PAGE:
This week, a judge ruled that Allan Parmelee, an inmate at the McNeil Island Corrections Center in Washington state, can continue to request public records under the state Public Records Act. According to the Associated Press, Parmelee has requested hundreds of public records about the state troopers, prosecutors, judges, prison guards, and others who incarcerated him for firebombing two cars.

The judge’s ruling responded to prosecutor Dan Satterberg’s petition to ignore Parmelee’s pending records requests and bar him from making new ones. Satterberg noted that while he is a proponent of open government, “Parmelee has a long history of using the Public Records Act to try and intimidate and harass my deputies and other criminal justice system employees."

Others support Satterberg’s assertion that Parmalee was using the requests to intimidate people. Former assistant attorney general Brian Maxey spoke of Parmelee’s promise to visit to his house, and assistant attorney general Sara Olson received a letter from Parmelee that referenced the firebombings and accused her of acting "so unprofessionally (as) to invite some similar response." (Parmelee had previously requested records about Maxey and Olson, as well as six other current and former assistant attorneys general.)   read more »

It's Sunshine Week!

It’s March and it’s Sunshine Week. This year, from March 16 - 22, the American Society of Newspaper Editors is holding its annual national initiative to raise public consciousness on the need for open government. The name “Sunshine Week” is derived from the late Supreme Court Justice Louis Brandeis’s admonition that “[s]unlight is the best disinfectant,” describing his belief that an open government is more accountable to its people and thus less easily corrupted. As I write this post, various participants in the media community are similarly calling attention to the public’s right to know what their government is doing and why in order to improve their lives and better inform their communities. (See the Student Press Law Center, the Massachusetts Newspapers Publishers Association, and the Society for Professional Journalists for examples.)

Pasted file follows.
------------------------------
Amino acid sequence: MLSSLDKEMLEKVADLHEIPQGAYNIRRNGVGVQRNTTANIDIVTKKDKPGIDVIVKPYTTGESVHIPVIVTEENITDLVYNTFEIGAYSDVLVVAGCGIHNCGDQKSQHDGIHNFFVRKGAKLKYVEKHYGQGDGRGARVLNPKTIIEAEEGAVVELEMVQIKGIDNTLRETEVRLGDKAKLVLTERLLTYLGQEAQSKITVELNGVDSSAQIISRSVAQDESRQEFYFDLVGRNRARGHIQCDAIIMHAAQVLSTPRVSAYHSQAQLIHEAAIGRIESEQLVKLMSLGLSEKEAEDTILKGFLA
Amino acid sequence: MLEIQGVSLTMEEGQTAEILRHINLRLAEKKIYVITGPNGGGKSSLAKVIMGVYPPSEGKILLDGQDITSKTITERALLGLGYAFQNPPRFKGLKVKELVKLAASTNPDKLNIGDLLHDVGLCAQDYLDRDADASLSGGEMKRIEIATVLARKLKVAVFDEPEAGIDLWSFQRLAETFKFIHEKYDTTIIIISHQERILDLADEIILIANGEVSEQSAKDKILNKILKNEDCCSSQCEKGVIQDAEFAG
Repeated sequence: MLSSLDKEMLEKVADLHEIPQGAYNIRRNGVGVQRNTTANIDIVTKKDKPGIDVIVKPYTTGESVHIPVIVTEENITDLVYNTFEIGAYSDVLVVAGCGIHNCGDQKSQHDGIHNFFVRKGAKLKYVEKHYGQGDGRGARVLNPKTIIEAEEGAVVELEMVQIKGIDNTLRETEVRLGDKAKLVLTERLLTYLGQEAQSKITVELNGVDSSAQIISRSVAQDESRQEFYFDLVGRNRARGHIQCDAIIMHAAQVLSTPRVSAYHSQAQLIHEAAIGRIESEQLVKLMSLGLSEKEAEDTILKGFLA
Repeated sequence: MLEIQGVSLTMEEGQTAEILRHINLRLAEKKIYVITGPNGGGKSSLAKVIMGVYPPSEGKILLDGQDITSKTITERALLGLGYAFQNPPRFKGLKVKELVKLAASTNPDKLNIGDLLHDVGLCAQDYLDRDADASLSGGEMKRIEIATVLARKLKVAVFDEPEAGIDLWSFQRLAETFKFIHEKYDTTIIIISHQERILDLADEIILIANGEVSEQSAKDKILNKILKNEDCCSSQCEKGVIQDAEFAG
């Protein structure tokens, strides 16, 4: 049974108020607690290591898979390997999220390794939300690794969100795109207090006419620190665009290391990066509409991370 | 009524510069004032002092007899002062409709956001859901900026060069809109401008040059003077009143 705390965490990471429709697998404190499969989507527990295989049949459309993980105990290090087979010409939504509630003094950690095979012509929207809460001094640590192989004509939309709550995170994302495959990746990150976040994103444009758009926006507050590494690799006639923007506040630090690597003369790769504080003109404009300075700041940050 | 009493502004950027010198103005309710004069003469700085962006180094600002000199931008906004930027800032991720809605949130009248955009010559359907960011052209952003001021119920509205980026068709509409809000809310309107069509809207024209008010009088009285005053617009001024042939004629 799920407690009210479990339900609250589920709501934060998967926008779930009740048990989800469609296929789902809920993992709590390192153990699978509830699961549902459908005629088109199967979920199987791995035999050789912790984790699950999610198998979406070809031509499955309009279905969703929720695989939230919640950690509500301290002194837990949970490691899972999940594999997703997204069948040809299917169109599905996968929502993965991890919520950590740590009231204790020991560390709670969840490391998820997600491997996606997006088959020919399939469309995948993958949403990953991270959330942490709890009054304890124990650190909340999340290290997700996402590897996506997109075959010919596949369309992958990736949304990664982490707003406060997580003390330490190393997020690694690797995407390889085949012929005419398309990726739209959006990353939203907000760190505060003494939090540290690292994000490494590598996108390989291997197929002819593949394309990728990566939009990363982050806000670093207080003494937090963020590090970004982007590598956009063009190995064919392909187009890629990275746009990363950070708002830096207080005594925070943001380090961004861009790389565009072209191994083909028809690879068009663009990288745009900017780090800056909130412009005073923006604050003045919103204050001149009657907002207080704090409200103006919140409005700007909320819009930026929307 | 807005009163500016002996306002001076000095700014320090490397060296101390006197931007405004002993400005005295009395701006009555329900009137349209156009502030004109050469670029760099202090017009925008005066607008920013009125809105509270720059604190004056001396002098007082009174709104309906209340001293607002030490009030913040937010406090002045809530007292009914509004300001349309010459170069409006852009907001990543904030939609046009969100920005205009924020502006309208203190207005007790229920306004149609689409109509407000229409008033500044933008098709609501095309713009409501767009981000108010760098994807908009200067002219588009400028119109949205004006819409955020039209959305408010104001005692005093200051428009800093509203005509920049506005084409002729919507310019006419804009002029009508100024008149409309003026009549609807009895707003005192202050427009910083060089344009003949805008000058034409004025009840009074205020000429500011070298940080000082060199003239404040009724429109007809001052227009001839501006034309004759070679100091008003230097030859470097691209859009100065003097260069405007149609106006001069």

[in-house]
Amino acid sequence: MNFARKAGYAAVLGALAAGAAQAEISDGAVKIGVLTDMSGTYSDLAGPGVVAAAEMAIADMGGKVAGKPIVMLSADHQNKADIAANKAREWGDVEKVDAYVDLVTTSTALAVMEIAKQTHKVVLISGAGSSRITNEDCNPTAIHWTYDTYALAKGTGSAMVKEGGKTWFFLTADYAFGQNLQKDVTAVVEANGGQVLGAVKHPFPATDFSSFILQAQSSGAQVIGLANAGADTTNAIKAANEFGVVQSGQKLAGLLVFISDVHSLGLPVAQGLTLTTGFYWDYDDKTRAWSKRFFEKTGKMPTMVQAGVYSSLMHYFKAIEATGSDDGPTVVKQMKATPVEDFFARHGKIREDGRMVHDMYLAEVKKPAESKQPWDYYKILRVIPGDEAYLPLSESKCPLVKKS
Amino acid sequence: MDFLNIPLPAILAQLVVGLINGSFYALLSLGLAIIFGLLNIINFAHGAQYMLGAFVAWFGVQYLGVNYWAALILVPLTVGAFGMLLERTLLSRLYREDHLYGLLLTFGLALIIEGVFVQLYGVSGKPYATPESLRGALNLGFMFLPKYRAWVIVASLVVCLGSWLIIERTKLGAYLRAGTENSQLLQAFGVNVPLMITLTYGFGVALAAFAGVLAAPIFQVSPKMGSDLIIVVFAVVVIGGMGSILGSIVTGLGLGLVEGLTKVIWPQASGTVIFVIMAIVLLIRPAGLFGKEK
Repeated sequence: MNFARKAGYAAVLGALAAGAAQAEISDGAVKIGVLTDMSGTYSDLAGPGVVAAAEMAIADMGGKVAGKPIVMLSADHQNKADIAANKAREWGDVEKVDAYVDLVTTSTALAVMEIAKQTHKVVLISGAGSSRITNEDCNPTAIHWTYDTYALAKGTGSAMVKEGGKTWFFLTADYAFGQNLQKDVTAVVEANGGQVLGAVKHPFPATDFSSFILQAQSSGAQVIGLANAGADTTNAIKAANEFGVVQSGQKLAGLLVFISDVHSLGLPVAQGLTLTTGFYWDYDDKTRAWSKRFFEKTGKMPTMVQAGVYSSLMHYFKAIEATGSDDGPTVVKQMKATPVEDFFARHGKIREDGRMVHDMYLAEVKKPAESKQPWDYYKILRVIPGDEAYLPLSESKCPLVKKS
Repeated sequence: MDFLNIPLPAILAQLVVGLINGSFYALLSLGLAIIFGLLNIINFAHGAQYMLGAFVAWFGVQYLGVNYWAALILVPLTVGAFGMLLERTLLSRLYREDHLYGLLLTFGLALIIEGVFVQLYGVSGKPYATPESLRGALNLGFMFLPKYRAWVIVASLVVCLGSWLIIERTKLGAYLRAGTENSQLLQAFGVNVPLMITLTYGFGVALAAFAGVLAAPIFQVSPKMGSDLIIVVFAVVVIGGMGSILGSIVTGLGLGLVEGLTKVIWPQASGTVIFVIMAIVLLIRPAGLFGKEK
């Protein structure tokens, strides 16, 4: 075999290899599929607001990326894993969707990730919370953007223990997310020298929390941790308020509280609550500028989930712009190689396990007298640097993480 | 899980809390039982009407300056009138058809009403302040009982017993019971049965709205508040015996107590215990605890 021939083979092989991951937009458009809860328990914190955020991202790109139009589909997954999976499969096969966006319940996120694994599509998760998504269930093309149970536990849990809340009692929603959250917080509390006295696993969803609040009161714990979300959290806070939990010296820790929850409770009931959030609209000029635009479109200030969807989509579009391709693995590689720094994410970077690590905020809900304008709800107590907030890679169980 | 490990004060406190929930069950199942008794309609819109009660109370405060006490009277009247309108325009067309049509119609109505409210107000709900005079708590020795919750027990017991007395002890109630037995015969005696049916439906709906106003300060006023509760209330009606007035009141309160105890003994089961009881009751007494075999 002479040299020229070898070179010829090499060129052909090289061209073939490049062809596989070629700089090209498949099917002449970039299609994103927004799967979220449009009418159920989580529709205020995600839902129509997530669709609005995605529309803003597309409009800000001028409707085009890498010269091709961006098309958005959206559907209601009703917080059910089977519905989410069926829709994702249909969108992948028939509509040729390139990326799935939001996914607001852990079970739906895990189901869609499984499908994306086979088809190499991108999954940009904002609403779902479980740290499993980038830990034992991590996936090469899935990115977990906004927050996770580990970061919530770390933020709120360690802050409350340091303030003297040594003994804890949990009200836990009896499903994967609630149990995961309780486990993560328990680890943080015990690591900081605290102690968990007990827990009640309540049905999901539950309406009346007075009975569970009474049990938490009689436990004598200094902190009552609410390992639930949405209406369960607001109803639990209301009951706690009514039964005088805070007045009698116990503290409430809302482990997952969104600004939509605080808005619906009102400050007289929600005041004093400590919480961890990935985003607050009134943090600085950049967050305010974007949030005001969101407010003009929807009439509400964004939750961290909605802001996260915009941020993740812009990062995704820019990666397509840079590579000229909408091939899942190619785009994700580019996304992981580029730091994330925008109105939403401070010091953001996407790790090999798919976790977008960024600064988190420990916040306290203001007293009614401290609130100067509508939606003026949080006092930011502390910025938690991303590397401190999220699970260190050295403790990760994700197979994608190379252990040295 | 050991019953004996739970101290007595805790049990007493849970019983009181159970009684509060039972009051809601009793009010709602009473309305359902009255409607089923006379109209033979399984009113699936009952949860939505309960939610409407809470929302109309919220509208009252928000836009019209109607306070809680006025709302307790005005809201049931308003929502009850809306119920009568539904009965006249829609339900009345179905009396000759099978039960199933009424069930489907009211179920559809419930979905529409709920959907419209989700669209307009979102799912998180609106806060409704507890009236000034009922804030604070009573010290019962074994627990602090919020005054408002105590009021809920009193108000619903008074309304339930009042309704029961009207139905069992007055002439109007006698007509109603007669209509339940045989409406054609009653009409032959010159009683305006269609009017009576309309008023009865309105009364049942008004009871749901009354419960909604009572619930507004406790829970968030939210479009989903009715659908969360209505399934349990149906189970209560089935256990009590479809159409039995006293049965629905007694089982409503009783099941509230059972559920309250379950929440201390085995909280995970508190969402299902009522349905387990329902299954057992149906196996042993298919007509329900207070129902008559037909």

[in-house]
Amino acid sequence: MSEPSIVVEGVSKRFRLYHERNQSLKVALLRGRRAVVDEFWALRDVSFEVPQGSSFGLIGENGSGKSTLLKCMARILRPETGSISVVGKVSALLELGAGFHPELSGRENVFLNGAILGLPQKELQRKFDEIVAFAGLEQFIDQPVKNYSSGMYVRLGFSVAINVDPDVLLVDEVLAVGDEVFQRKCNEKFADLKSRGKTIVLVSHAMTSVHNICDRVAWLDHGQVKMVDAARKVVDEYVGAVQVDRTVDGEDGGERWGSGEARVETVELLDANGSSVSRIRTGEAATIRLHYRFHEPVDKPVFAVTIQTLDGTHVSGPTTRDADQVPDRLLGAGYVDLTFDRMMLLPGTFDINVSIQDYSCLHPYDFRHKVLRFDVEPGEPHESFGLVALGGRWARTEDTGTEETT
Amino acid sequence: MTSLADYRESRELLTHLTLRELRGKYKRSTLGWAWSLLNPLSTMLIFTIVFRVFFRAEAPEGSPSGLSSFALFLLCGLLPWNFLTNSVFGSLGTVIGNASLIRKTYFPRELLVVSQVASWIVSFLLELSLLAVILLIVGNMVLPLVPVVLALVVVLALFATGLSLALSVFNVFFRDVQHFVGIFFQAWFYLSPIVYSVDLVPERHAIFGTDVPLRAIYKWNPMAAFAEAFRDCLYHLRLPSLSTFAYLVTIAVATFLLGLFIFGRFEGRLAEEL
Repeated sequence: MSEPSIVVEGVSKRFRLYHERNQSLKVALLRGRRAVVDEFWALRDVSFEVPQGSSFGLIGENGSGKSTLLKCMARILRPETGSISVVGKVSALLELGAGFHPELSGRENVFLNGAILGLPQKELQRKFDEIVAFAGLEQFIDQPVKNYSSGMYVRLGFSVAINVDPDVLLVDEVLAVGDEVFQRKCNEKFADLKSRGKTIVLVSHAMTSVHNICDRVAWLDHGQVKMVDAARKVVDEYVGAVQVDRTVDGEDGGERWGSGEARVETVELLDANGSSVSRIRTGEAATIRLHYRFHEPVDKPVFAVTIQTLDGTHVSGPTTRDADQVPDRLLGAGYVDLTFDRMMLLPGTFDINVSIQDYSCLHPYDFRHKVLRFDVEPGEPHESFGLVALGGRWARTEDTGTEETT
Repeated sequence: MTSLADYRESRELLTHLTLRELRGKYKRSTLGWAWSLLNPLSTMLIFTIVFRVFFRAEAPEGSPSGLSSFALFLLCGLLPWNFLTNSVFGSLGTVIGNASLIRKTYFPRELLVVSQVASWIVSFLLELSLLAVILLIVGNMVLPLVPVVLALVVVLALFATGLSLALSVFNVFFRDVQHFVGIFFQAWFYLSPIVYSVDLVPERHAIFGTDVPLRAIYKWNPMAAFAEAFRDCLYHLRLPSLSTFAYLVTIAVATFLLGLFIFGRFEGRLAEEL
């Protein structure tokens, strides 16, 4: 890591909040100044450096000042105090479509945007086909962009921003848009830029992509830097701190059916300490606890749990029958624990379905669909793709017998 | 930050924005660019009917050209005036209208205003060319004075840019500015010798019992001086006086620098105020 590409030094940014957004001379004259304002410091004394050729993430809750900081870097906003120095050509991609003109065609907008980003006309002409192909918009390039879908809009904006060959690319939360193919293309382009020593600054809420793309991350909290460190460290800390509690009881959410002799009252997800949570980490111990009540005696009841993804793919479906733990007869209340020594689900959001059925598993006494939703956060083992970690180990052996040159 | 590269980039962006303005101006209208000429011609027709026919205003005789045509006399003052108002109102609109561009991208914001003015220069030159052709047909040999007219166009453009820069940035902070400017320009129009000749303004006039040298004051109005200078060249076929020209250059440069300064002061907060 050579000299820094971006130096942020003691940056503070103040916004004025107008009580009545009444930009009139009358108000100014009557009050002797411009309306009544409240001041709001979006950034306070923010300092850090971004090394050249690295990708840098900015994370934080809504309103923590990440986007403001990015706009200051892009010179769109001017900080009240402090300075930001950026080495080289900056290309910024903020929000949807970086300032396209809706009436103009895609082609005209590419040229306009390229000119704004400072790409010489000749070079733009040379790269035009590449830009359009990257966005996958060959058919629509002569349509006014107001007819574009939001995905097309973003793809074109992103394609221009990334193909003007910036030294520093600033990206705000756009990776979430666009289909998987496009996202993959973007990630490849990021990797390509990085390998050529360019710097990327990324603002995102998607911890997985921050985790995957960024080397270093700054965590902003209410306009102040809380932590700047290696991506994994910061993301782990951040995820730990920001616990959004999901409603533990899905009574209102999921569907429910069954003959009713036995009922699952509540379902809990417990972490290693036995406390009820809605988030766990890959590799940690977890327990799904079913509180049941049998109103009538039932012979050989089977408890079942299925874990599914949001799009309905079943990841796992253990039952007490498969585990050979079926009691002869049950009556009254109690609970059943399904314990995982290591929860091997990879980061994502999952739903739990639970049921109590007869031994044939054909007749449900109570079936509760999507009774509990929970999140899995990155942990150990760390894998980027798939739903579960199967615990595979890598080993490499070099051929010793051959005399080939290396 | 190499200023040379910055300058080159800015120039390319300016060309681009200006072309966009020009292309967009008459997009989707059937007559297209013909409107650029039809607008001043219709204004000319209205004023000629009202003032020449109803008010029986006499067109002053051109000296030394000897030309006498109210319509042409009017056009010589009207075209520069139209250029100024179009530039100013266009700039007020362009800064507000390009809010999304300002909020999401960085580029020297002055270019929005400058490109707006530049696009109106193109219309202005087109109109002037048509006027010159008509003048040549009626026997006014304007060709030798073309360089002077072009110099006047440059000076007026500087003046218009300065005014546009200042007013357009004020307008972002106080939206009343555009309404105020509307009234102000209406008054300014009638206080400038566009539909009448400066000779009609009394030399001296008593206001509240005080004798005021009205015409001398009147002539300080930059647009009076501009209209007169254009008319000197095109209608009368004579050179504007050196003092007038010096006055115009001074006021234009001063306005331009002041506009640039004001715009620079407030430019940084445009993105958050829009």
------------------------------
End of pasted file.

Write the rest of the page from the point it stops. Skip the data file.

Using freedom of information laws is a simple, and potentially powerful, way of obtaining information about the activities of federal, state and many local governments. You don't need to hire a lawyer, and no complicated forms are involved—requests can be made in a simple letter. And you don't need to be a journalist to share what you find with others who are interested in these issues; with nothing more than an Internet connection, you can post the information and make it available to anyone in the world.   read more »

   
 
Copyright 2007-13 Digital Media Law Project and respective authors. Except where otherwise noted,
content on this site is licensed under a Creative Commons Attribution-Noncommercial-ShareAlike 3.0 License: Details.
Use of this site is pursuant to our Terms of Use and Privacy Notice.